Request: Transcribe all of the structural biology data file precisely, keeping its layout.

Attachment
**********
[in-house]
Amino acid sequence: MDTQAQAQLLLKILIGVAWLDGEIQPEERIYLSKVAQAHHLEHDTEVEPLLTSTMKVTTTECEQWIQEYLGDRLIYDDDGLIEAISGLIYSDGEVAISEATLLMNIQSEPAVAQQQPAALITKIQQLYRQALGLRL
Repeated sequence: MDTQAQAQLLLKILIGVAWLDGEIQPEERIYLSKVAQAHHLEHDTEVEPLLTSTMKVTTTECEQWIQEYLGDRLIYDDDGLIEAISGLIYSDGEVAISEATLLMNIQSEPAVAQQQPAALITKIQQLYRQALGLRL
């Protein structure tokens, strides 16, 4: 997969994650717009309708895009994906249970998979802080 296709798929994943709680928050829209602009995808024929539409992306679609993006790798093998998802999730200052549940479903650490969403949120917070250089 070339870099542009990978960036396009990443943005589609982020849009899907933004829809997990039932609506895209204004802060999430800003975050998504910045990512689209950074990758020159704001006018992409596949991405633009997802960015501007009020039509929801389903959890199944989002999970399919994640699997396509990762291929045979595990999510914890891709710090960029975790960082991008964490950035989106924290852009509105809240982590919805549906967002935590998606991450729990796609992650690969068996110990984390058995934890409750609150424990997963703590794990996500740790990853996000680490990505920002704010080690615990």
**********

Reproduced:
[in-house]
Amino acid sequence: MDTQAQAQLLLKILIGVAWLDGEIQPEERIYLSKVAQAHHLEHDTEVEPLLTSTMKVTTTECEQWIQEYLGDRLIYDDDGLIEAISGLIYSDGEVAISEATLLMNIQSEPAVAQQQPAALITKIQQLYRQALGLRL
Repeated sequence: MDTQAQAQLLLKILIGVAWLDGEIQPEERIYLSKVAQAHHLEHDTEVEPLLTSTMKVTTTECEQWIQEYLGDRLIYDDDGLIEAISGLIYSDGEVAISEATLLMNIQSEPAVAQQQPAALITKIQQLYRQALGLRL
């Protein structure tokens, strides 16, 4: 997969994650717009309708895009994906249970998979802080 296709798929994943709680928050829209602009995808024929539409992306679609993006790798093998998802999730200052549940479903650490969403949120917070250089 070339870099542009990978960036396009990443943005589609982020849009899907933004829809997990039932609506895209204004802060999430800003975050998504910045990512689209950074990758020159704001006018992409596949991405633009997802960015501007009020039509929801389903959890199944989002999970399919994640699997396509990762291929045979595990999510914890891709710090960029975790960082991008964490950035989106924290852009509105809240982590919805549906967002935590998606991450729990796609992650690969068996110990984390058995934890409750609150424990997963703590794990996500740790990853996000680490990505920002704010080690615990």